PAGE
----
After further discussions with that church, we (Belma and I) invited volunteers and staff linked to other local churches and organizations we were working with to help us think through the idea and after several gatherings, Global Gathering Place was born!
MCCS was the organization that was an established charity who took Global Gathering Place under its umbrella until it could get its own charitable status. The connection has remained strong between MCCS, local Mennonite churches, and GGP, and of course to me personally. Belma was Global Gathering Place’s first staff person whose leadership has spirited Global Gathering Place to its current status in Saskatoon. It was not an easy path through those early years and Belma and the Board fought valiantly to get GGP recognized as an organization who provided a valuable service to newcomers in our community.
We scrimped and saved, grateful for bits and pieces of funding here and there, and took advantage of community connections that offered us space and equipment free or at least a reasonable cost for the first years. There were highs and many lows, cheers and tears, but it has been such a delight to see how GGP has grown to be a significant settlement agency in our community helping newcomers in many more ways than what mainstream services can offer.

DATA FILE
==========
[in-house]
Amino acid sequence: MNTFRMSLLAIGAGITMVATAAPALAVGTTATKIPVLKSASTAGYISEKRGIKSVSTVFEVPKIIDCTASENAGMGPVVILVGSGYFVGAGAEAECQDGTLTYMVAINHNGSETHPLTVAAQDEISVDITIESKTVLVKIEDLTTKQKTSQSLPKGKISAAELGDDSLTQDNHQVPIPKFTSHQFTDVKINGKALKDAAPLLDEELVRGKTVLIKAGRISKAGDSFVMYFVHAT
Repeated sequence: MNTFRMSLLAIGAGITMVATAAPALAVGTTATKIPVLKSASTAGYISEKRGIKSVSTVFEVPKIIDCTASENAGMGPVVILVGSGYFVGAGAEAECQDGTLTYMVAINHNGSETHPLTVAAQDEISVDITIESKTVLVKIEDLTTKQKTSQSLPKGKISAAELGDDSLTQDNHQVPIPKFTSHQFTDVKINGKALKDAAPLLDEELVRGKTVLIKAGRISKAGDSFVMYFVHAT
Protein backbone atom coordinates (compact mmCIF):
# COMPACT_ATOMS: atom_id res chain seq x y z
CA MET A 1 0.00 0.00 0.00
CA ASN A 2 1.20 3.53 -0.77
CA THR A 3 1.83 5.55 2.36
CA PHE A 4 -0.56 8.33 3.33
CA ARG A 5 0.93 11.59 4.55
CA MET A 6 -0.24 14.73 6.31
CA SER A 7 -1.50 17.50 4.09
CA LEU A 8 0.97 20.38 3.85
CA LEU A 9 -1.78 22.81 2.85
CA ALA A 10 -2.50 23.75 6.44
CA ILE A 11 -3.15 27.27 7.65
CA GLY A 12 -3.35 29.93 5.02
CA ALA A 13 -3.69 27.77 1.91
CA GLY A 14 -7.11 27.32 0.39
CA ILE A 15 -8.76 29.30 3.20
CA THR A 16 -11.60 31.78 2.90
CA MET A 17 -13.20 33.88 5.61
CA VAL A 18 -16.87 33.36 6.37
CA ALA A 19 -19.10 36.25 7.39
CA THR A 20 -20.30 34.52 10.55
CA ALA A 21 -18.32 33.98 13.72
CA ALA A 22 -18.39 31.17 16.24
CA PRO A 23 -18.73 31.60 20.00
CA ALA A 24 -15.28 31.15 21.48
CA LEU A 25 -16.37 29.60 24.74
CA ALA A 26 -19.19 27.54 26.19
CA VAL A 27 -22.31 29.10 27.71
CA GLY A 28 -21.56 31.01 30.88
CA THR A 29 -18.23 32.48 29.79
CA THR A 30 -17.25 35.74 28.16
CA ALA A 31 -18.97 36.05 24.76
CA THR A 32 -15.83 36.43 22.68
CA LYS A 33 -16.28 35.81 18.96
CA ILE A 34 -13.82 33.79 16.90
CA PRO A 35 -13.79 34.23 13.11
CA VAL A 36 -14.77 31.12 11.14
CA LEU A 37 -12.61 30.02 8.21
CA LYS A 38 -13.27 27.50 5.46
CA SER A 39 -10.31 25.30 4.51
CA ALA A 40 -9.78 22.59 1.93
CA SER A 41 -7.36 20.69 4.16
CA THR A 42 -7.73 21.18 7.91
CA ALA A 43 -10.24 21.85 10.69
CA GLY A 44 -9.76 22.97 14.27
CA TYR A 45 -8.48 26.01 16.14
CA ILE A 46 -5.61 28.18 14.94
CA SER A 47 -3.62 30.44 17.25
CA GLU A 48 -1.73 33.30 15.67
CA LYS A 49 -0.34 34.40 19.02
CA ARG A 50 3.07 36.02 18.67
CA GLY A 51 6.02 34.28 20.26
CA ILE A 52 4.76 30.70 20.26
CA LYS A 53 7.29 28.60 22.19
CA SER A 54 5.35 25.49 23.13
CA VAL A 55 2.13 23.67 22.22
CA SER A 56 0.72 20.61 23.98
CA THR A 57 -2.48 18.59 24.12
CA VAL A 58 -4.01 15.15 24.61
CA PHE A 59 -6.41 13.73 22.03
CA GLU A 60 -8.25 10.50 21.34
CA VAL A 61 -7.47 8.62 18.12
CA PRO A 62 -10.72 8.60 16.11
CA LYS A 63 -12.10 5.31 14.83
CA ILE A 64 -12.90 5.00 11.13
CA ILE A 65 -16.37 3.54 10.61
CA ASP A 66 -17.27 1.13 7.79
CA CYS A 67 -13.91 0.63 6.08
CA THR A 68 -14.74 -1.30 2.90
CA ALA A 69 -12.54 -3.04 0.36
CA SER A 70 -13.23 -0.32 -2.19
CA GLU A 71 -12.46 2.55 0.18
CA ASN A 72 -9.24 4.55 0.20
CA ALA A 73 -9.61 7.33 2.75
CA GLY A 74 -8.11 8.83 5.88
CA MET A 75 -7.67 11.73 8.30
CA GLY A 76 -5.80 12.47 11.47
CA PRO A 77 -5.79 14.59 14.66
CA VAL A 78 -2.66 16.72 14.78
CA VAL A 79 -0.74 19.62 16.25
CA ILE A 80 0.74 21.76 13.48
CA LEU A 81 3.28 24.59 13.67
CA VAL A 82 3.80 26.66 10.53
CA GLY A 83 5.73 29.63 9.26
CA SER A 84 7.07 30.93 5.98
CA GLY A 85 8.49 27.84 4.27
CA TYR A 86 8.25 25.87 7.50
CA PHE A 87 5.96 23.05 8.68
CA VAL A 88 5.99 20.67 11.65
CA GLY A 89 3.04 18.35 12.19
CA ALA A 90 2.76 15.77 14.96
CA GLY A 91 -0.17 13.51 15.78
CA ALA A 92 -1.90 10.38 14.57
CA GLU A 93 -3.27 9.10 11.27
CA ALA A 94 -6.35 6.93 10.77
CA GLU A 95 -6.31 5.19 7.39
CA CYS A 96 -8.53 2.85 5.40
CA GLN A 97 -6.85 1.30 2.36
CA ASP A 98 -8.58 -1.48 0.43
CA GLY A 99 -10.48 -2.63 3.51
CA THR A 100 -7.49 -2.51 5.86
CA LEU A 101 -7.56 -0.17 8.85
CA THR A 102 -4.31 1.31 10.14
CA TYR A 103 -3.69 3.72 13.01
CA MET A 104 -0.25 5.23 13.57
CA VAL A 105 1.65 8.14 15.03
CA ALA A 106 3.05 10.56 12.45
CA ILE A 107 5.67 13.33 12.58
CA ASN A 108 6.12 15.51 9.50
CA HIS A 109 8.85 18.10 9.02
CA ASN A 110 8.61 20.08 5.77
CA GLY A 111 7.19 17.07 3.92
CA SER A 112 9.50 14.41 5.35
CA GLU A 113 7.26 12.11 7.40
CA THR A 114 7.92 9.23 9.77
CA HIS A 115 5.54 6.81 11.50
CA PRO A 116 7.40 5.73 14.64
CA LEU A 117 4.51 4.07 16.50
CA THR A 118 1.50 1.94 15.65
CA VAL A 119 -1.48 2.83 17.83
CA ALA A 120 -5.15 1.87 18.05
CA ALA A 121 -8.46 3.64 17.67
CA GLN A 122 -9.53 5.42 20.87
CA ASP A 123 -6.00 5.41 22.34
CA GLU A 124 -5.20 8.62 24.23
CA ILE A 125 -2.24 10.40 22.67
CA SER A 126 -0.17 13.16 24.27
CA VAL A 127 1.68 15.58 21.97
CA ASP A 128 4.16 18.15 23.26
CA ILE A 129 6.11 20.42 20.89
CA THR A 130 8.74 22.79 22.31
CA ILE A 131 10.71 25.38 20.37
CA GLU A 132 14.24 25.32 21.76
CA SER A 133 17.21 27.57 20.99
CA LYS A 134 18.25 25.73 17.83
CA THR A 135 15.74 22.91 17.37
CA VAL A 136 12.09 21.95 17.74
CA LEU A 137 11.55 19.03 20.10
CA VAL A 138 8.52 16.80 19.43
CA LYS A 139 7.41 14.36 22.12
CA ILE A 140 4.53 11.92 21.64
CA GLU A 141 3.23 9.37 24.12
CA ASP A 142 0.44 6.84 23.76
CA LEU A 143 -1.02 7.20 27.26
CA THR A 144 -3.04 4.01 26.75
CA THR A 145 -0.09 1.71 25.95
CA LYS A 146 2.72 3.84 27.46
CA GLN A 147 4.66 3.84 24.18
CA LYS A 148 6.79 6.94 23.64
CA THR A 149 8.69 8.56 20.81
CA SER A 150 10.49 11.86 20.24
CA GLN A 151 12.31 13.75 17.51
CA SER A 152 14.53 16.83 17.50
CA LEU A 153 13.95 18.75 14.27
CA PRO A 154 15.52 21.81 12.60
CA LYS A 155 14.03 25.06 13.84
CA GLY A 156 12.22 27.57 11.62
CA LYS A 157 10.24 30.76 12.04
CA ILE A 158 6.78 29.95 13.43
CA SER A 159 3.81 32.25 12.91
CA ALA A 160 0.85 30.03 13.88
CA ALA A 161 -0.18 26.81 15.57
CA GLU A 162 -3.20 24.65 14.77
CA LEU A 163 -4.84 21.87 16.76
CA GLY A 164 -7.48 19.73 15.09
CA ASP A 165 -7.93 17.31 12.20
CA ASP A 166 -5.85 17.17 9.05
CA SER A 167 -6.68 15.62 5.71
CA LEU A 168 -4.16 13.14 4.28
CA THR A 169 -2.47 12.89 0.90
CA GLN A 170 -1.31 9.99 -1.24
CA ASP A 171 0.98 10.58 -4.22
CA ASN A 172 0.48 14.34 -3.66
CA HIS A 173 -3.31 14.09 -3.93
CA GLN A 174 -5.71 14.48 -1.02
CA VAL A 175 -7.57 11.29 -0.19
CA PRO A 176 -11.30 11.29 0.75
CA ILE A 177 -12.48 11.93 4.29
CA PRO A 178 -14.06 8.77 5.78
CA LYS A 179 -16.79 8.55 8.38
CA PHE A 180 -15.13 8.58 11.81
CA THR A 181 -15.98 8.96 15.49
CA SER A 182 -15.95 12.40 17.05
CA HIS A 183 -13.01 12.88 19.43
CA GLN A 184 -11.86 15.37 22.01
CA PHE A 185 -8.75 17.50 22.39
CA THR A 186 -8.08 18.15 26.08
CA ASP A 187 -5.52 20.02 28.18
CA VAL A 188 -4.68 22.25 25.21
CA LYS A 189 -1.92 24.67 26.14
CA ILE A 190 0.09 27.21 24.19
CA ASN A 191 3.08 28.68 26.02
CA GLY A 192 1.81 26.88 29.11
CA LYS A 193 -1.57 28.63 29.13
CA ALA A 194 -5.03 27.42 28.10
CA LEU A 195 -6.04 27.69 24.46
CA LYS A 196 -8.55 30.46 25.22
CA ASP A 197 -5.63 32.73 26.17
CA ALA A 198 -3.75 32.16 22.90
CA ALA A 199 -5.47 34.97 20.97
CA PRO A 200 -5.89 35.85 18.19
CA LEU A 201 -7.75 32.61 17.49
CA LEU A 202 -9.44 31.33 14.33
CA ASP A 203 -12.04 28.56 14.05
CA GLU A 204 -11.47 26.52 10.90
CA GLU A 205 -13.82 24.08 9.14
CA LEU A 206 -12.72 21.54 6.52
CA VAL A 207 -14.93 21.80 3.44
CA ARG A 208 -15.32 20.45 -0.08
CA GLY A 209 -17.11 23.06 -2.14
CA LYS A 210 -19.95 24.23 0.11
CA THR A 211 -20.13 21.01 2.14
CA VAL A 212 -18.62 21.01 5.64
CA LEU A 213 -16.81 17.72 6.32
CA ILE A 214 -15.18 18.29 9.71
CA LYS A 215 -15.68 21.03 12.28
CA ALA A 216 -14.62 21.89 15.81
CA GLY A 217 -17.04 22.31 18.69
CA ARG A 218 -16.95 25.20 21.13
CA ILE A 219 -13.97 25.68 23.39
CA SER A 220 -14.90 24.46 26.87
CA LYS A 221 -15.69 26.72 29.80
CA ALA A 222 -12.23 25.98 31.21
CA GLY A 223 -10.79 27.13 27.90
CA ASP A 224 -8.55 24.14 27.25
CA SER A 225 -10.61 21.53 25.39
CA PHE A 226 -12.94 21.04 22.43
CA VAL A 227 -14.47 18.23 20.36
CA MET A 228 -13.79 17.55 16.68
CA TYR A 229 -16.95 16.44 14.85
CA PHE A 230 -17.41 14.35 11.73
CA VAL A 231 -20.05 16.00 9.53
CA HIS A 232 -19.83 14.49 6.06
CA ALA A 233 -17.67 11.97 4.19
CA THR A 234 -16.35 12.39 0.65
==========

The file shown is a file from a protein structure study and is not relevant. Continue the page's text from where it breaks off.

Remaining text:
I am so proud of Belma and the GGP team who are so creative and caring, and who give so much to help newcomers make the transitions to a new land, and a new home. GGP is truly a grassroots organization, growing out of a specific need, engaged and still engaging community volunteers in their delivery of services. Bravo to all!
Mount Royal Mennonite Church: Being Good Neighbours and Welcoming Newcomers